Realizing this potential is dependent on peace of mind. And peace of mind comes when a person feels spiritual purpose and fulfillment, while living in an environment which affords him peace, security, and the opportunity to satisfy his material needs.

Structuring our Society According to G‑d’s Plan

Creating a setting which leads to the realization of these goals should be the purpose of every society. This can be accomplished by adopting a structure based on the seven universal laws commanded to Noah and his descendants,6 i.e., to all humanity. For this is the blueprint which the Almighty gave Moses7 to allow all men to live in harmony.

Implicit in the above blueprint is tzedakah, charity.8 Those who have been granted success must realize that their prosperity is a gift from G‑d which carries with it the responsibility to help others who are not as fortunate.9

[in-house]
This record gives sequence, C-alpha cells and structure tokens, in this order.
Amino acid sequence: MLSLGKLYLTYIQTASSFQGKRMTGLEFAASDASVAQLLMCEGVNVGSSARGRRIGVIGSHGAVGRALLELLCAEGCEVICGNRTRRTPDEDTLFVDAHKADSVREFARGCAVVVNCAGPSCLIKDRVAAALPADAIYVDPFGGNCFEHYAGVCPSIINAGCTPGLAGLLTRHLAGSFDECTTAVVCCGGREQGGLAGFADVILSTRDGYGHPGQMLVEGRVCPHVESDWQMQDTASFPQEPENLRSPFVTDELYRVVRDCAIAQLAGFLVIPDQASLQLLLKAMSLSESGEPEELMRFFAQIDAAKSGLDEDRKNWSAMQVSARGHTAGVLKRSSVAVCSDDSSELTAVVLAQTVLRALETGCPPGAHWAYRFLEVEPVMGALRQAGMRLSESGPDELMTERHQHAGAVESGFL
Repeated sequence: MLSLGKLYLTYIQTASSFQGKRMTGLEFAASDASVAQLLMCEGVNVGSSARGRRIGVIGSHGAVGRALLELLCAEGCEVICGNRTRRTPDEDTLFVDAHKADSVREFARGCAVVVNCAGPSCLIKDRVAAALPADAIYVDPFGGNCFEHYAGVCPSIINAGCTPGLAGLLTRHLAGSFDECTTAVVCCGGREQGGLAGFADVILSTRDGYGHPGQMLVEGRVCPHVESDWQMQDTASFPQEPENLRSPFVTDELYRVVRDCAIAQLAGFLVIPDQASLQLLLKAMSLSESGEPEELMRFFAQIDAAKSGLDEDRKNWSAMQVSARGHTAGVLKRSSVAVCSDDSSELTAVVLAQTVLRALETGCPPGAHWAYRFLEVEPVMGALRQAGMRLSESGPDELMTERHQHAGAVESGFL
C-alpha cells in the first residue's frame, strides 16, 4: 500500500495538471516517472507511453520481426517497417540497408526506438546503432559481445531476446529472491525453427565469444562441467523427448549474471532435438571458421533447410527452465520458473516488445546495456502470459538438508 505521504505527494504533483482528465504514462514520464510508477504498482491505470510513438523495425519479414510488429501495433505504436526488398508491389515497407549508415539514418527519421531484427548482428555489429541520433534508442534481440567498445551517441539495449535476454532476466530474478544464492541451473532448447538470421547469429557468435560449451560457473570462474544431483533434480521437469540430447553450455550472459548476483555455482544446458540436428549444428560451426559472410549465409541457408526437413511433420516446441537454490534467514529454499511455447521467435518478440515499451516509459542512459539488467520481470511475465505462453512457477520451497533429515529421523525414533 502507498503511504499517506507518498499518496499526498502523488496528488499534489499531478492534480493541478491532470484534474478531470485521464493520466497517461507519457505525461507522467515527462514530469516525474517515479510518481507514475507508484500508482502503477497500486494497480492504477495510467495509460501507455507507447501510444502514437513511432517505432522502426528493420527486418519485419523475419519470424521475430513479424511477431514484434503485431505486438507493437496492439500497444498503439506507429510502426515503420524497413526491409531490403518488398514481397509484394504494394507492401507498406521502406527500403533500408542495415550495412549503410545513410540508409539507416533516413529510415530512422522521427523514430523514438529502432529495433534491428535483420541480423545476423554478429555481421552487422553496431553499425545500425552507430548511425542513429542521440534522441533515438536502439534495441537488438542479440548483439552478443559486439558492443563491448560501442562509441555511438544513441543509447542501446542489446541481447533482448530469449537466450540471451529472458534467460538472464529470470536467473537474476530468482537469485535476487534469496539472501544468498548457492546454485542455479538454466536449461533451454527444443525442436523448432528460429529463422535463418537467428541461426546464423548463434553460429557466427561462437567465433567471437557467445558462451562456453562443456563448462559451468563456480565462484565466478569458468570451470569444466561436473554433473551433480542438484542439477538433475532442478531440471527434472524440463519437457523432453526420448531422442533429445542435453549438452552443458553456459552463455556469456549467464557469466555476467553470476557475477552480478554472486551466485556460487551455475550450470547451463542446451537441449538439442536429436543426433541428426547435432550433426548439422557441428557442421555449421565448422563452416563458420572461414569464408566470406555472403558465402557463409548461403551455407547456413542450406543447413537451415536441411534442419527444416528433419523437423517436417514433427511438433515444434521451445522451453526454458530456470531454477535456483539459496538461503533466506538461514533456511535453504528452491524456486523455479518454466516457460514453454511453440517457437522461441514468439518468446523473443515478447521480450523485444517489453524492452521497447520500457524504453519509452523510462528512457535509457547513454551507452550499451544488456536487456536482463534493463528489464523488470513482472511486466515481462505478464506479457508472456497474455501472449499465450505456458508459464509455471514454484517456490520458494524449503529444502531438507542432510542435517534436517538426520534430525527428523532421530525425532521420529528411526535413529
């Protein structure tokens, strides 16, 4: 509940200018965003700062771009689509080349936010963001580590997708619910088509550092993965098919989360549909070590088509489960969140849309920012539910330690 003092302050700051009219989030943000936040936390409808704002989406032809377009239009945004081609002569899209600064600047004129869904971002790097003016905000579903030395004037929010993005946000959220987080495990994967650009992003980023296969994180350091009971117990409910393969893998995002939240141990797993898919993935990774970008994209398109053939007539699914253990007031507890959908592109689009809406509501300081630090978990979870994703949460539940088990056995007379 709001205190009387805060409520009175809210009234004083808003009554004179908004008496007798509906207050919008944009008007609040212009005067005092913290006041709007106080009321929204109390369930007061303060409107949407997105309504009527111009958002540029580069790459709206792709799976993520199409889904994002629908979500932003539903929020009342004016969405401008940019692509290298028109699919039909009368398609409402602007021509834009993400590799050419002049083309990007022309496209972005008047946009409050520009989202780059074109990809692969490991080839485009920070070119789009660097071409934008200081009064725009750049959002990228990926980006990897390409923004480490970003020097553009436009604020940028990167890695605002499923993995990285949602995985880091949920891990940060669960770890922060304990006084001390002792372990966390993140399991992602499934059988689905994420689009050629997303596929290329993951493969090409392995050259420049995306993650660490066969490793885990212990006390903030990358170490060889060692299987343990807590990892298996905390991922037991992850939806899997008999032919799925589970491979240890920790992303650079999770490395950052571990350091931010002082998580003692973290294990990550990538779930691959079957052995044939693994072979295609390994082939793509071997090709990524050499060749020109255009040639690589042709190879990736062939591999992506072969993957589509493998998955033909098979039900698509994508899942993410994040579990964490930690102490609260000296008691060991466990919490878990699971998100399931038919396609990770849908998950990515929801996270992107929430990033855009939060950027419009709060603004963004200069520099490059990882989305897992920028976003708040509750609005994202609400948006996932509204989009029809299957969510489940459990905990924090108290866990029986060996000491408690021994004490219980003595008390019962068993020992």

Incorporating these principles into our society is a self-reinforcing process, for the experience of the good these values promote, naturally encourages further progress along these lines. Similarly, in a spiritual sense:10

The Torah has promised that if we observe its [commandments] joyfully.... [G‑d] will remove all the obstacles which hinder us from such observance, such as illness, war and hunger.... Similarly, He will grant us all manner of good things to reinforce our observance.

Educating our Youth, the Key to Making these Ideals Reality